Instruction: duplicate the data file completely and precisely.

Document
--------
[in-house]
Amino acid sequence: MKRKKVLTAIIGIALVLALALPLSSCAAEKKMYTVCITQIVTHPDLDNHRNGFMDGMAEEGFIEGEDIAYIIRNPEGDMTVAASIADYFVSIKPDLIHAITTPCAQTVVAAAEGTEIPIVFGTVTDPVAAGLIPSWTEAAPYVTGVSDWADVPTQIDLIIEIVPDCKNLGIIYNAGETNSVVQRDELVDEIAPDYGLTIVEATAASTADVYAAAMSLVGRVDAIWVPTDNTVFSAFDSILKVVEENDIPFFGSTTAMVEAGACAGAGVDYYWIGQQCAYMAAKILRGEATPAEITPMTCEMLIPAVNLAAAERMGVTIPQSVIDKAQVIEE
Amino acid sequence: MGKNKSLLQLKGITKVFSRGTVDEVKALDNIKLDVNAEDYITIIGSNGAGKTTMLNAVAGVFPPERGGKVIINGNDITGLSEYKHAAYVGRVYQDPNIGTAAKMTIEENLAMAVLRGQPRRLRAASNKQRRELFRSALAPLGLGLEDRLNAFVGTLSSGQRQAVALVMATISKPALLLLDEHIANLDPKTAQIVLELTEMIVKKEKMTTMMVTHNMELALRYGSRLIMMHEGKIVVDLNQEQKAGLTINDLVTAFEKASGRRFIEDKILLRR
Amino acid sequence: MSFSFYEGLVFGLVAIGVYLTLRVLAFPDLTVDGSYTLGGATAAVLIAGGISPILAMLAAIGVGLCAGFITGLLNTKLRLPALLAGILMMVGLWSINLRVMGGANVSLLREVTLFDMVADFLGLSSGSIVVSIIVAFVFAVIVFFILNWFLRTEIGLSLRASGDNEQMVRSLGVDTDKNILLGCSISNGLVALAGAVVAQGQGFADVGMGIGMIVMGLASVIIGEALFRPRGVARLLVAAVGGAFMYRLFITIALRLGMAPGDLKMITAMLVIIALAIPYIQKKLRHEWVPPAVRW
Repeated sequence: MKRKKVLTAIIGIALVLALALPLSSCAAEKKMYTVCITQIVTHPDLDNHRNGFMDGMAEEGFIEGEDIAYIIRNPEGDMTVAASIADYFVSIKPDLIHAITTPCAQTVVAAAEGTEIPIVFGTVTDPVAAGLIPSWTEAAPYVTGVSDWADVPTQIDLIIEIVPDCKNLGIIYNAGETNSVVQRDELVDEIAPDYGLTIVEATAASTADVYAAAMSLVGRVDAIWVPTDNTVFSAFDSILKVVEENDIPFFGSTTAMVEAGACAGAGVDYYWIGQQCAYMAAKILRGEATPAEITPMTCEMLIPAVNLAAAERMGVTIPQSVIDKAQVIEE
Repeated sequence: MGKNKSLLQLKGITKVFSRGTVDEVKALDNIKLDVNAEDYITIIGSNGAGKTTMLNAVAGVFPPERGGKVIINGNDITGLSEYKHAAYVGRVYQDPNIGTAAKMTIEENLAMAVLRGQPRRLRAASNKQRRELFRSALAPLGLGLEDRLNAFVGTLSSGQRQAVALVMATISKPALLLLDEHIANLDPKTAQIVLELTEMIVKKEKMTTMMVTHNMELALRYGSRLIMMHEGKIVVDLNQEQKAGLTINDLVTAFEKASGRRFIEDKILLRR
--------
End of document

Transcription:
[in-house]
Amino acid sequence: MKRKKVLTAIIGIALVLALALPLSSCAAEKKMYTVCITQIVTHPDLDNHRNGFMDGMAEEGFIEGEDIAYIIRNPEGDMTVAASIADYFVSIKPDLIHAITTPCAQTVVAAAEGTEIPIVFGTVTDPVAAGLIPSWTEAAPYVTGVSDWADVPTQIDLIIEIVPDCKNLGIIYNAGETNSVVQRDELVDEIAPDYGLTIVEATAASTADVYAAAMSLVGRVDAIWVPTDNTVFSAFDSILKVVEENDIPFFGSTTAMVEAGACAGAGVDYYWIGQQCAYMAAKILRGEATPAEITPMTCEMLIPAVNLAAAERMGVTIPQSVIDKAQVIEE
Amino acid sequence: MGKNKSLLQLKGITKVFSRGTVDEVKALDNIKLDVNAEDYITIIGSNGAGKTTMLNAVAGVFPPERGGKVIINGNDITGLSEYKHAAYVGRVYQDPNIGTAAKMTIEENLAMAVLRGQPRRLRAASNKQRRELFRSALAPLGLGLEDRLNAFVGTLSSGQRQAVALVMATISKPALLLLDEHIANLDPKTAQIVLELTEMIVKKEKMTTMMVTHNMELALRYGSRLIMMHEGKIVVDLNQEQKAGLTINDLVTAFEKASGRRFIEDKILLRR
Amino acid sequence: MSFSFYEGLVFGLVAIGVYLTLRVLAFPDLTVDGSYTLGGATAAVLIAGGISPILAMLAAIGVGLCAGFITGLLNTKLRLPALLAGILMMVGLWSINLRVMGGANVSLLREVTLFDMVADFLGLSSGSIVVSIIVAFVFAVIVFFILNWFLRTEIGLSLRASGDNEQMVRSLGVDTDKNILLGCSISNGLVALAGAVVAQGQGFADVGMGIGMIVMGLASVIIGEALFRPRGVARLLVAAVGGAFMYRLFITIALRLGMAPGDLKMITAMLVIIALAIPYIQKKLRHEWVPPAVRW
Repeated sequence: MKRKKVLTAIIGIALVLALALPLSSCAAEKKMYTVCITQIVTHPDLDNHRNGFMDGMAEEGFIEGEDIAYIIRNPEGDMTVAASIADYFVSIKPDLIHAITTPCAQTVVAAAEGTEIPIVFGTVTDPVAAGLIPSWTEAAPYVTGVSDWADVPTQIDLIIEIVPDCKNLGIIYNAGETNSVVQRDELVDEIAPDYGLTIVEATAASTADVYAAAMSLVGRVDAIWVPTDNTVFSAFDSILKVVEENDIPFFGSTTAMVEAGACAGAGVDYYWIGQQCAYMAAKILRGEATPAEITPMTCEMLIPAVNLAAAERMGVTIPQSVIDKAQVIEE
Repeated sequence: MGKNKSLLQLKGITKVFSRGTVDEVKALDNIKLDVNAEDYITIIGSNGAGKTTMLNAVAGVFPPERGGKVIINGNDITGLSEYKHAAYVGRVYQDPNIGTAAKMTIEENLAMAVLRGQPRRLRAASNKQRRELFRSALAPLGLGLEDRLNAFVGTLSSGQRQAVALVMATISKPALLLLDEHIANLDPKTAQIVLELTEMIVKKEKMTTMMVTHNMELALRYGSRLIMMHEGKIVVDLNQEQKAGLTINDLVTAFEKASGRRFIEDKILLRR